Submissive Urination in Dogs
SUBMISSIVE URINATION IN DOGS
Many puppies display "Submissive Urination" when going to their new homes. First their little lives just got all confusing. Gone is their Mom. Gone is their first people they are used to. Gone is the home they knew so well by both sight and scent. Everything is new and strange. A new, big, scary world no matter how much we love and cuddle them.
This also pertains to adult dogs going to live in a new home with new people. Mostly we will be talking here about puppies of all ages. Of course, it can be understood then by people dealing with fully mature dogs too.
You walk into the room, and the puppy gets all excited. They may do one of several things, make short dashes towards you or away from you. As you approach closer, they suddenly lower their rear end and release urine, often while still moving. You get closer or touch them and they may roll over, releasing more urine. You pick them up and they sprinkle all over your shirt. Yet they seem happy to see you??? This is Submissive Urination. The dog is showing you that you are the BOSS and he accepts that totally. It is a natural response for the more timid/shy personality type dogs, especially in a new home with new people.
They may appear afraid of you (and probably are, your a stranger, Remember). They really want to come to you and they try too but they can't built up the courage to allow actual hands on contact without urinating. They happily follow people around in a desperate need for affection but seem to avoid actual contact with you. This is quite normal in puppies in most stages of development with or without submissive urination.
You do not have to beat a puppy to create this fear in them. All you have to do is hollar at them once or twice or allow them to become scared in some other way. ONE OF THE MAIN CAUSES OF SUBMISSIVE URINATION IS: Rushing at them to try and grab them when they are MOVING AWAY from the person (in hopes of avoiding the person) creates this problem a lot of times. Yes, the person manages to grab the poor thing but doesn't realize they just scared the heck out of the puppy because of the way they chased after it and grabbed it. IN FACT, THE PUPPY THINKS IT HAS BEEN ATTACKED. It is peeing submissively, saying, "I give up, your the Boss, don't hurt me". And maybe wagging it's tail like crazy to show it just wants to be friends with you, it's attacker. A couple of times of this can create a great fear in some dogs that can last a life time.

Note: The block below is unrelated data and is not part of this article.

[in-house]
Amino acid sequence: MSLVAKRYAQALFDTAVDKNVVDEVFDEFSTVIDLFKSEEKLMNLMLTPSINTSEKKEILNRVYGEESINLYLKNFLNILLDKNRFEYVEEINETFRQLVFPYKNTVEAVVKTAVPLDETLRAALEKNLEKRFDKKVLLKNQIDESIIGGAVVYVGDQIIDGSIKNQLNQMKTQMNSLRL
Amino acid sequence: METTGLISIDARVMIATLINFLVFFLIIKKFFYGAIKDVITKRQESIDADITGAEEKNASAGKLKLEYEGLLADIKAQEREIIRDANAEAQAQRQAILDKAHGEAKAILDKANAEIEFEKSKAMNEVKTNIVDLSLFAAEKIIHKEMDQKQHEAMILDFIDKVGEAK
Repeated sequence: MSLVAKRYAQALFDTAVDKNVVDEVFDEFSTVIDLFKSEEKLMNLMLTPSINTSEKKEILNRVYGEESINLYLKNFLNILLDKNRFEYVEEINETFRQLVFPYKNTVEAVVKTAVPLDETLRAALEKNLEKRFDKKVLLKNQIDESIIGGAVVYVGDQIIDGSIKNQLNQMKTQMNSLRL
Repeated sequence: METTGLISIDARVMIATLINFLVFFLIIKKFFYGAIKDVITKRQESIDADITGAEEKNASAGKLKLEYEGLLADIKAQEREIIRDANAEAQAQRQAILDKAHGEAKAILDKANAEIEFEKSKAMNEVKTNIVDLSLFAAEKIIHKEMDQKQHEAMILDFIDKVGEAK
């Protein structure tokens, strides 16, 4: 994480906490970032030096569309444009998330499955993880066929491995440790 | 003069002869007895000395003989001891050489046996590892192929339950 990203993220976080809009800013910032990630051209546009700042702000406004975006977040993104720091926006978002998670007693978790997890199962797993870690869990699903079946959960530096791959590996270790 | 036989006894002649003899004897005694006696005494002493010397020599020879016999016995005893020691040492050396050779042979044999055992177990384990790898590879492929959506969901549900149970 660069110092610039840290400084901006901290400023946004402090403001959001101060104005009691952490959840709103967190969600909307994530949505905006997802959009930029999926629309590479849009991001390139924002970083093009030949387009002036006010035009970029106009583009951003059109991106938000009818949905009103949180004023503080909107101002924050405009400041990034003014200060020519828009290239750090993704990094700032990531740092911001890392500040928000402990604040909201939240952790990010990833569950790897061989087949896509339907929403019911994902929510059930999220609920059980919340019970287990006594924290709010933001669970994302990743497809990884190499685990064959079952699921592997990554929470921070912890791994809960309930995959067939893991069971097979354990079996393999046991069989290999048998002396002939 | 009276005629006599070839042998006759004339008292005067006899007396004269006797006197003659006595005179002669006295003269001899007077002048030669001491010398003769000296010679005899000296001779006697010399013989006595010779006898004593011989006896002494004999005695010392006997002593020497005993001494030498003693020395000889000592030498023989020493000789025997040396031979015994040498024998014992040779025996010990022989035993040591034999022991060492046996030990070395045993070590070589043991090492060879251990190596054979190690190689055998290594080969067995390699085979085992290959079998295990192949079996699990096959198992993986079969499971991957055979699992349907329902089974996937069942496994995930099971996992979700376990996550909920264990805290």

Many people without giving the poor puppy a day or two to settle into it's new home start right away with the house training, brushing it, bathing it, forcing it to accept a collar and leash, PICKING IT UP so much it gets tired of it, getting after it for house training accidents, forcing it to meet and accept other dogs or animals, many things that when combined are to much for the puppy to take. To much, to soon. This also leads to Submissive Urination, which again, can last a life time unless steps are taken to relax the tension in the dog.
TRUST. If you have a puppy or adult dog, who urinates submissively, there is help. It is called earning the dogs trust. NEVER punish them for something they cannot help. In fact, back off and leave them alone if acting submissive in anyway. Instead, let them come to you. Don't chase them, don't grab them, just back off and leave them alone. They will come to you eventually and each time they do, they become stronger in their belief that you are a safe person. They may quit urinating as they mature and/or become more bonded with you and their new territory. Yet still crawl on their bellies, or approach with heads down, or rear end down, or roll over when you go near them. Lots of gentle, quiet praise with slow, non aggressive movement on your part. Teach them that they can trust you. Teach them that yes, you are the boss, but a nice boss who would never hurt them. Then make sure you don't.